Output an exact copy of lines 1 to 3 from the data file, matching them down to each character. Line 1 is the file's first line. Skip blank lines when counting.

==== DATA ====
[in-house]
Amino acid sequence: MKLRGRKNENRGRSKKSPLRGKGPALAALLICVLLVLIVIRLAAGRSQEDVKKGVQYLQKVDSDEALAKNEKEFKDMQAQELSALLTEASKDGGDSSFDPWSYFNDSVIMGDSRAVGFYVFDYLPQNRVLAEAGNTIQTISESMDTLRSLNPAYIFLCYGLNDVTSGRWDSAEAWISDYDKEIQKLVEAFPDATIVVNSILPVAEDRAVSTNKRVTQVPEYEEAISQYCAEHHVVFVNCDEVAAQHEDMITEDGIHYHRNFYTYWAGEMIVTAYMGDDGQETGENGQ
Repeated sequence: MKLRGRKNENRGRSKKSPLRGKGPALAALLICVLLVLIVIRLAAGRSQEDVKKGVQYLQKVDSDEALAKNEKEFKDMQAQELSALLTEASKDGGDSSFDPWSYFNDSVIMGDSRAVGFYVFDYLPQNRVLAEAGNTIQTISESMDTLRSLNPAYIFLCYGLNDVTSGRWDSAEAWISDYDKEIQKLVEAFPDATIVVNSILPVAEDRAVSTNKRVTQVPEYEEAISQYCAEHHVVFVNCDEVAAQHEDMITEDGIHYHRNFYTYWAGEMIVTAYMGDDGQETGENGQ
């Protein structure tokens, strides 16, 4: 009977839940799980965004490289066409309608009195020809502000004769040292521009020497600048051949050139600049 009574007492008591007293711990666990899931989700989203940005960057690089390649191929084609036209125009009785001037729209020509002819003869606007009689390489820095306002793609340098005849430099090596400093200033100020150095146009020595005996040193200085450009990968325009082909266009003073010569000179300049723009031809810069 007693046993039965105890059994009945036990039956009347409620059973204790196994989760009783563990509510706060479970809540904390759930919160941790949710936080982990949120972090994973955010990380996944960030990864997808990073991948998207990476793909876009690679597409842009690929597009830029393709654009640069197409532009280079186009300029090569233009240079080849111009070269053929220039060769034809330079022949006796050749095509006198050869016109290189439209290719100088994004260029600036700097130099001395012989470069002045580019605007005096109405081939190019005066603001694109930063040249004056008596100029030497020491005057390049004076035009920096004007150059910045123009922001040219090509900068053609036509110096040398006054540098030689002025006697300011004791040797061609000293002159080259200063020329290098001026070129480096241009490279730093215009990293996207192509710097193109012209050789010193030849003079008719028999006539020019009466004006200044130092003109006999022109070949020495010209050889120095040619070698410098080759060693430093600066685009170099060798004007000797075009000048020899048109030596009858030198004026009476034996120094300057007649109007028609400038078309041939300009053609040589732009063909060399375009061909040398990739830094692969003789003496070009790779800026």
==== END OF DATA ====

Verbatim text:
[in-house]
Amino acid sequence: MKLRGRKNENRGRSKKSPLRGKGPALAALLICVLLVLIVIRLAAGRSQEDVKKGVQYLQKVDSDEALAKNEKEFKDMQAQELSALLTEASKDGGDSSFDPWSYFNDSVIMGDSRAVGFYVFDYLPQNRVLAEAGNTIQTISESMDTLRSLNPAYIFLCYGLNDVTSGRWDSAEAWISDYDKEIQKLVEAFPDATIVVNSILPVAEDRAVSTNKRVTQVPEYEEAISQYCAEHHVVFVNCDEVAAQHEDMITEDGIHYHRNFYTYWAGEMIVTAYMGDDGQETGENGQ
Repeated sequence: MKLRGRKNENRGRSKKSPLRGKGPALAALLICVLLVLIVIRLAAGRSQEDVKKGVQYLQKVDSDEALAKNEKEFKDMQAQELSALLTEASKDGGDSSFDPWSYFNDSVIMGDSRAVGFYVFDYLPQNRVLAEAGNTIQTISESMDTLRSLNPAYIFLCYGLNDVTSGRWDSAEAWISDYDKEIQKLVEAFPDATIVVNSILPVAEDRAVSTNKRVTQVPEYEEAISQYCAEHHVVFVNCDEVAAQHEDMITEDGIHYHRNFYTYWAGEMIVTAYMGDDGQETGENGQ